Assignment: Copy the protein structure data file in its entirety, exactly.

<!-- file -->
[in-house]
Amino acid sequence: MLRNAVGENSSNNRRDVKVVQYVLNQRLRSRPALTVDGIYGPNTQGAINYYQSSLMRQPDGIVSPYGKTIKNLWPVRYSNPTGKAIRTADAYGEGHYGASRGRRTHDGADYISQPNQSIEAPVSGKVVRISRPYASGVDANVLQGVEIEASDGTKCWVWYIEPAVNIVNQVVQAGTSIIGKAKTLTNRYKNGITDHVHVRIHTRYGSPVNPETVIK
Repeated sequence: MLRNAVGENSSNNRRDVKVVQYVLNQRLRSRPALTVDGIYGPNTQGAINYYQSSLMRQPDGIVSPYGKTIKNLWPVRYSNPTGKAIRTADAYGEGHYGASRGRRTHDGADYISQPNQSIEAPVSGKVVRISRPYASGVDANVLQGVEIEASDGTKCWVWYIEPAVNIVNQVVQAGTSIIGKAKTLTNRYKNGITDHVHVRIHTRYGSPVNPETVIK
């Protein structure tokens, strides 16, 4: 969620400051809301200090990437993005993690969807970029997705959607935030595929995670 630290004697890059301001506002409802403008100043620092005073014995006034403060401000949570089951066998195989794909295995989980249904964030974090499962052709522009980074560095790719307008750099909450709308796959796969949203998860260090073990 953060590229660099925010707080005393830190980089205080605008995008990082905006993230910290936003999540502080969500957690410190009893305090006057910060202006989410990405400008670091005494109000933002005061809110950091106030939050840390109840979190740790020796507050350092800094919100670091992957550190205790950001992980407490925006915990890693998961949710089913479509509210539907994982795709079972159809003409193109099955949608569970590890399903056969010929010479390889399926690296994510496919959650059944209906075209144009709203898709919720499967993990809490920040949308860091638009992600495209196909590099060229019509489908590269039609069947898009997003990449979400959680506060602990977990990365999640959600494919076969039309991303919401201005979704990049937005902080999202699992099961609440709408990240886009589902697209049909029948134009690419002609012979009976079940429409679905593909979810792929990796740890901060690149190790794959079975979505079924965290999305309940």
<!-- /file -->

[in-house]
Amino acid sequence: MLRNAVGENSSNNRRDVKVVQYVLNQRLRSRPALTVDGIYGPNTQGAINYYQSSLMRQPDGIVSPYGKTIKNLWPVRYSNPTGKAIRTADAYGEGHYGASRGRRTHDGADYISQPNQSIEAPVSGKVVRISRPYASGVDANVLQGVEIEASDGTKCWVWYIEPAVNIVNQVVQAGTSIIGKAKTLTNRYKNGITDHVHVRIHTRYGSPVNPETVIK
Repeated sequence: MLRNAVGENSSNNRRDVKVVQYVLNQRLRSRPALTVDGIYGPNTQGAINYYQSSLMRQPDGIVSPYGKTIKNLWPVRYSNPTGKAIRTADAYGEGHYGASRGRRTHDGADYISQPNQSIEAPVSGKVVRISRPYASGVDANVLQGVEIEASDGTKCWVWYIEPAVNIVNQVVQAGTSIIGKAKTLTNRYKNGITDHVHVRIHTRYGSPVNPETVIK
């Protein structure tokens, strides 16, 4: 969620400051809301200090990437993005993690969807970029997705959607935030595929995670 630290004697890059301001506002409802403008100043620092005073014995006034403060401000949570089951066998195989794909295995989980249904964030974090499962052709522009980074560095790719307008750099909450709308796959796969949203998860260090073990 953060590229660099925010707080005393830190980089205080605008995008990082905006993230910290936003999540502080969500957690410190009893305090006057910060202006989410990405400008670091005494109000933002005061809110950091106030939050840390109840979190740790020796507050350092800094919100670091992957550190205790950001992980407490925006915990890693998961949710089913479509509210539907994982795709079972159809003409193109099955949608569970590890399903056969010929010479390889399926690296994510496919959650059944209906075209144009709203898709919720499967993990809490920040949308860091638009992600495209196909590099060229019509489908590269039609069947898009997003990449979400959680506060602990977990990365999640959600494919076969039309991303919401201005979704990049937005902080999202699992099961609440709408990240886009589902697209049909029948134009690419002609012979009976079940429409679905593909979810792929990796740890901060690149190790794959079975979505079924965290999305309940």